It's almost inevitable that your baby will catch a cold, complete with a blocked nose, at some point during the first year. Colds are not (generally) dangerous to babies, but nasal congestion can be a real challenge to deal with. Babies tend to try to breathe through their noses even when they are blocked up, and the result is discomfort and lots of waking up during the night. How do you get that nose cleared up as soon as possible?
1. Nasal decongestant spray!
Nasal sprays with a saline solution really do work wonders for blocked up little noses. Make sure you check that the spray you are getting is baby friendly, though many nasal sprays have things like vitamins and minerals added to them. Ask your pharmacist or pediatrician if you're not sure. Of course, receiving a squirt of liquid in your nose isn't necessarily pleasant. Tiny babies will cry, and bigger ones will struggle and try to take the bottle away (after they've learned what it's for). At that point, it's a two-person job; one can hold the baby down and the other can spray. This way, potential damage to the nose is avoided.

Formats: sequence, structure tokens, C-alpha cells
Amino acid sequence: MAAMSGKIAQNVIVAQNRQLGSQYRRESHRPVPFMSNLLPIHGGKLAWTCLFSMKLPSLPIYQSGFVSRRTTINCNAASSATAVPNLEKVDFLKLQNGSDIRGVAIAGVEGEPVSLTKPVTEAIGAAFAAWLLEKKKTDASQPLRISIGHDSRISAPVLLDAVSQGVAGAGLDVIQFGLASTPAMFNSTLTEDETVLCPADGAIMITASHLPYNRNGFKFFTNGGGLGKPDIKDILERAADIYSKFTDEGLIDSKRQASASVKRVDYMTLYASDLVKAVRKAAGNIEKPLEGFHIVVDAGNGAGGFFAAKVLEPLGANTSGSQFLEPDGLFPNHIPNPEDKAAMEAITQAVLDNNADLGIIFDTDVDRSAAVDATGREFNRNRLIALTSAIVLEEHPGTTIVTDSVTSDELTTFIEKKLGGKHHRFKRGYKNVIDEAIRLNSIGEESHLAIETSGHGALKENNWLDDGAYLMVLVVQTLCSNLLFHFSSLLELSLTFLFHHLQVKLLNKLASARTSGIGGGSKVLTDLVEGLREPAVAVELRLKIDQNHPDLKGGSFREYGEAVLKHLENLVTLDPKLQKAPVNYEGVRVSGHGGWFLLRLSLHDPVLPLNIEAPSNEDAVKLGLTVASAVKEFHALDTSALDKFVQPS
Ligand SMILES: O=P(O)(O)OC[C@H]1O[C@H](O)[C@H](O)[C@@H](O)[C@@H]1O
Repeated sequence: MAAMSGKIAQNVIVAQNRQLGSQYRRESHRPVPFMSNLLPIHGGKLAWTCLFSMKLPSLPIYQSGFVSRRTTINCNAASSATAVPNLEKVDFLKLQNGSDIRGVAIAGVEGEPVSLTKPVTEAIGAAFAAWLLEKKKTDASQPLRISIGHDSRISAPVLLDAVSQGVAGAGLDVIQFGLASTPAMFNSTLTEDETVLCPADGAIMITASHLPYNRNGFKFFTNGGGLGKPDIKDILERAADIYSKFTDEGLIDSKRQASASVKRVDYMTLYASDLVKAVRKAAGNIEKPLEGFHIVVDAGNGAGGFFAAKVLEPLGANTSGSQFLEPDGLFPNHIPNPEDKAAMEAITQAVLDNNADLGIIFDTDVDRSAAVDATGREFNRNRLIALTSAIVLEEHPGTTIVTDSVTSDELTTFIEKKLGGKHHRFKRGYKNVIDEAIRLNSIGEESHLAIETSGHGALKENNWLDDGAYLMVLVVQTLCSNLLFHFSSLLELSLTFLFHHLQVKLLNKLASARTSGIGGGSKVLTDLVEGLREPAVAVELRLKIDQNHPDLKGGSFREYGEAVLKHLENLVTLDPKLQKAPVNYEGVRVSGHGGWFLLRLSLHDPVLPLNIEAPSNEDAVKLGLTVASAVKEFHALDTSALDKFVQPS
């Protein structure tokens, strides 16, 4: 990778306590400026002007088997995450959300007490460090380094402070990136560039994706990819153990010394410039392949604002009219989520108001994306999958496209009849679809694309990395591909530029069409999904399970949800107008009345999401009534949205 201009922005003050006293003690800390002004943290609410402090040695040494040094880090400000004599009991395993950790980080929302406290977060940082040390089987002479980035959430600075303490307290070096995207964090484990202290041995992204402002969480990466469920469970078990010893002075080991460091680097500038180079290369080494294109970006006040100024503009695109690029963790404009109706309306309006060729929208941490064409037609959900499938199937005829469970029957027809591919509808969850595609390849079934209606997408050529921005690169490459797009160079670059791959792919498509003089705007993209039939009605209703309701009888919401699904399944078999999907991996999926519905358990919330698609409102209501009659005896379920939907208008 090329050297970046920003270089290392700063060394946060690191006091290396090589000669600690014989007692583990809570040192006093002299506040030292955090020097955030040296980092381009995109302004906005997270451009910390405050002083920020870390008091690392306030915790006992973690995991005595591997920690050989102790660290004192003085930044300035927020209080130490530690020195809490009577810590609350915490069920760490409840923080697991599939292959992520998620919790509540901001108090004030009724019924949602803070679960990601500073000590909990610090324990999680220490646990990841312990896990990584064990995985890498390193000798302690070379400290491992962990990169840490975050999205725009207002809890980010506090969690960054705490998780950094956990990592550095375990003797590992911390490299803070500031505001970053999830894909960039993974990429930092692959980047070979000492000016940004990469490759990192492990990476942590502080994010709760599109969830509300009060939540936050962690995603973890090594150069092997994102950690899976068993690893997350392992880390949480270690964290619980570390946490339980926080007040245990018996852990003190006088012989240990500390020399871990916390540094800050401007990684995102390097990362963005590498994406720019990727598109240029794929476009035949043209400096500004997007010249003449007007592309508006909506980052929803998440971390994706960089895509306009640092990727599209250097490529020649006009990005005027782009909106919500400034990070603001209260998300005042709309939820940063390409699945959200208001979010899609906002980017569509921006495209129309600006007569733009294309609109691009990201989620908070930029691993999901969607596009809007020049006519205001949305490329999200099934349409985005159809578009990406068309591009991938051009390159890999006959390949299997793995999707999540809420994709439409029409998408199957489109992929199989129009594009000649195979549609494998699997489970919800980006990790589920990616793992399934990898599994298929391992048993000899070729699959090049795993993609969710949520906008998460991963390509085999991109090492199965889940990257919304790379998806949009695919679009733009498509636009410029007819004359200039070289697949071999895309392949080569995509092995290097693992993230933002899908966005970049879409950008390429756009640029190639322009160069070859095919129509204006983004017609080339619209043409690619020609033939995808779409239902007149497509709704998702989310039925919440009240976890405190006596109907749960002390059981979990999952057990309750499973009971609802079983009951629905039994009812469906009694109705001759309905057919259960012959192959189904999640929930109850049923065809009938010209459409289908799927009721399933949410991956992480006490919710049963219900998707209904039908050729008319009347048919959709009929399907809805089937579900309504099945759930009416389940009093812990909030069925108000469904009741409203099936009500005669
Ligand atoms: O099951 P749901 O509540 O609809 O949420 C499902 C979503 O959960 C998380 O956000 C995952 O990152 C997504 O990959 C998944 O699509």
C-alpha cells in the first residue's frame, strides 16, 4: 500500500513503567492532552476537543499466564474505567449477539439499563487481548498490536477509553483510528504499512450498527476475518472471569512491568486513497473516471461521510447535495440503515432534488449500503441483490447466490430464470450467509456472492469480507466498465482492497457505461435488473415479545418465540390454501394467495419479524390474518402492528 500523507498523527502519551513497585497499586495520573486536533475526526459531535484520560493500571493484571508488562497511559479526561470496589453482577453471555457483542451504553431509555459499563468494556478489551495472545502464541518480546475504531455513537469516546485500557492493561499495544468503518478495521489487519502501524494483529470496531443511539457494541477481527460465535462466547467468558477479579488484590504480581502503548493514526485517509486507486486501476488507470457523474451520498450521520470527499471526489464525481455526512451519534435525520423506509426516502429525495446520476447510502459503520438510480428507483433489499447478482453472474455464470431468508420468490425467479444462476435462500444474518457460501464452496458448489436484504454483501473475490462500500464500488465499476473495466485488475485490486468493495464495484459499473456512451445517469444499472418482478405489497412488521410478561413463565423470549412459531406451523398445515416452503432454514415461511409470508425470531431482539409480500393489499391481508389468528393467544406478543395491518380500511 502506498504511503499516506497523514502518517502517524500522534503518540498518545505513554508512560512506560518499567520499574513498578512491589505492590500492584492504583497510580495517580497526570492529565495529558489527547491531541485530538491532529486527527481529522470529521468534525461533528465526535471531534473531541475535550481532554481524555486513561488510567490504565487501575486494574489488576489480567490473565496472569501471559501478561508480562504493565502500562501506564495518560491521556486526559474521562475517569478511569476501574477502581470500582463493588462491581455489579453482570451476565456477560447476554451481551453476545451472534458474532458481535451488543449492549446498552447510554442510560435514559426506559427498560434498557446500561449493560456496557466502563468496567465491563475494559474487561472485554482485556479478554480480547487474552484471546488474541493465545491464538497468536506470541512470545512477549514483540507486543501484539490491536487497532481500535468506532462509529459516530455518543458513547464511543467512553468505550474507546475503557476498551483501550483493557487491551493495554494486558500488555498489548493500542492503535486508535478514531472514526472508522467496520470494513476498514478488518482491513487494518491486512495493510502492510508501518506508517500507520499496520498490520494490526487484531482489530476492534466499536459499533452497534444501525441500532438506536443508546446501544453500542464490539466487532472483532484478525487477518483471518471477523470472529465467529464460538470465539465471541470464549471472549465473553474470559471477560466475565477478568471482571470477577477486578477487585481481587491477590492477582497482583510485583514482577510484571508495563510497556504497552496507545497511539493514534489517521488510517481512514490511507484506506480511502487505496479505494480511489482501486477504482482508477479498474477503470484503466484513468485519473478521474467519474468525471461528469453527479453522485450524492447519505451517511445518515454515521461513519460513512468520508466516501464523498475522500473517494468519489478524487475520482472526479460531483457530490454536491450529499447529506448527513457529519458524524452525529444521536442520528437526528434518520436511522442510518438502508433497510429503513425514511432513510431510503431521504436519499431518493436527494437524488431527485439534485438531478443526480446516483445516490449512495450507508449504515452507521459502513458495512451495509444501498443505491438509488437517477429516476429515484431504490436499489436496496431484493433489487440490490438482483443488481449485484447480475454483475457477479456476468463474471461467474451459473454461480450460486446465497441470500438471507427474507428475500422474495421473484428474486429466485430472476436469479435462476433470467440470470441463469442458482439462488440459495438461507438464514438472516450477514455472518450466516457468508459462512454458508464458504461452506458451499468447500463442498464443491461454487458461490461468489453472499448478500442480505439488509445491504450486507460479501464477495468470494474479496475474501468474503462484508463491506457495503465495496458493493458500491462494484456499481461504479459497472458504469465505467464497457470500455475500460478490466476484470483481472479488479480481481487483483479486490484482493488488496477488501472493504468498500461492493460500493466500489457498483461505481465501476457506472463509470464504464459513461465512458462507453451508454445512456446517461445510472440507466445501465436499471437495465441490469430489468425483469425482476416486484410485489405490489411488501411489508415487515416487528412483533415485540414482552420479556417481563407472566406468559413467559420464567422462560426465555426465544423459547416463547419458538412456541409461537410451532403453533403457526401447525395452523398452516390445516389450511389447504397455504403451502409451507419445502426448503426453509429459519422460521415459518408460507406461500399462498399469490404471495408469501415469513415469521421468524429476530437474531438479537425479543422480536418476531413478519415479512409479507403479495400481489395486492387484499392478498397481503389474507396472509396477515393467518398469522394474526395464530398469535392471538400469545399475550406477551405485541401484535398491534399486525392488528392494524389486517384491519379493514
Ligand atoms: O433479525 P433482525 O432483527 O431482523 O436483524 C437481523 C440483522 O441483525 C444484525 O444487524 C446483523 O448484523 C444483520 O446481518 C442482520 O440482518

Having a sliced or cubed onion next to baby's sleeping place helps unblock the nose and help breathing. The smell may be unappealing to some, but this really works.
3. Bulb syringe
This handy tools sucks the mucus right out of that little nose. Of course, like the spray, it isn't exactly nice to be on the receiving end so expect crying and struggles.
4. Sleeping in an upright position
Apparently, being upright makes breathing easier. Why not pop your baby in a nice baby carrier, like a mei tai or Ergo, for his naps? You can go about your business, monitor your baby's breathing, and make him as comfy as can be all at the same time.
5. Breast milk
I'm not sure about the scientific basis for this, but it's worked for my babies. Breast milk is often promoted as a magical cure for different things, including conjunctivitis, as a disinfection for an umbilical cord stump, and... when I tried it as a way to free up a blocked nose, it seemed to work. If you are a nursing mother and don't have anything else at hand, you may like to try a little milk.